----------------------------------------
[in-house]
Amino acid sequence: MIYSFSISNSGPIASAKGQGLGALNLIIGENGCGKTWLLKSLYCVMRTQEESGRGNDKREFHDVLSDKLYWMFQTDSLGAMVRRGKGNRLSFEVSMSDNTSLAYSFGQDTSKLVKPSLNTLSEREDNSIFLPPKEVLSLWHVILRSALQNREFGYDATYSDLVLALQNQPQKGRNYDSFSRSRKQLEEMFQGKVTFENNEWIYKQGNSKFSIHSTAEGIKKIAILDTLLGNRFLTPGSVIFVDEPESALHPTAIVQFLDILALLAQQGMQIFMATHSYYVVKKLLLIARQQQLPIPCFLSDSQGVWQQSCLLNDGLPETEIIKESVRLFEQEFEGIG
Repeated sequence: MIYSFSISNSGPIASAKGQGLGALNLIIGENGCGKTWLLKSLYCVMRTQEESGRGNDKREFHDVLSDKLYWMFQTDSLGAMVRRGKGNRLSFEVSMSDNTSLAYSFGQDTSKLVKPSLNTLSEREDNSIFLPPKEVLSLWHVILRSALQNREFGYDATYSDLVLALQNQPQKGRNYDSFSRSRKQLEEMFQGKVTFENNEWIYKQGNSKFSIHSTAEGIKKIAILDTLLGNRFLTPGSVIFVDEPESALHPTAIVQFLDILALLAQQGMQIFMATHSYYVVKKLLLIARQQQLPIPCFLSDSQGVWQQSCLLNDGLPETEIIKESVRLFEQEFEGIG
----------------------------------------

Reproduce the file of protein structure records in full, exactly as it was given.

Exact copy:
[in-house]
Amino acid sequence: MIYSFSISNSGPIASAKGQGLGALNLIIGENGCGKTWLLKSLYCVMRTQEESGRGNDKREFHDVLSDKLYWMFQTDSLGAMVRRGKGNRLSFEVSMSDNTSLAYSFGQDTSKLVKPSLNTLSEREDNSIFLPPKEVLSLWHVILRSALQNREFGYDATYSDLVLALQNQPQKGRNYDSFSRSRKQLEEMFQGKVTFENNEWIYKQGNSKFSIHSTAEGIKKIAILDTLLGNRFLTPGSVIFVDEPESALHPTAIVQFLDILALLAQQGMQIFMATHSYYVVKKLLLIARQQQLPIPCFLSDSQGVWQQSCLLNDGLPETEIIKESVRLFEQEFEGIG
Repeated sequence: MIYSFSISNSGPIASAKGQGLGALNLIIGENGCGKTWLLKSLYCVMRTQEESGRGNDKREFHDVLSDKLYWMFQTDSLGAMVRRGKGNRLSFEVSMSDNTSLAYSFGQDTSKLVKPSLNTLSEREDNSIFLPPKEVLSLWHVILRSALQNREFGYDATYSDLVLALQNQPQKGRNYDSFSRSRKQLEEMFQGKVTFENNEWIYKQGNSKFSIHSTAEGIKKIAILDTLLGNRFLTPGSVIFVDEPESALHPTAIVQFLDILALLAQQGMQIFMATHSYYVVKKLLLIARQQQLPIPCFLSDSQGVWQQSCLLNDGLPETEIIKESVRLFEQEFEGIG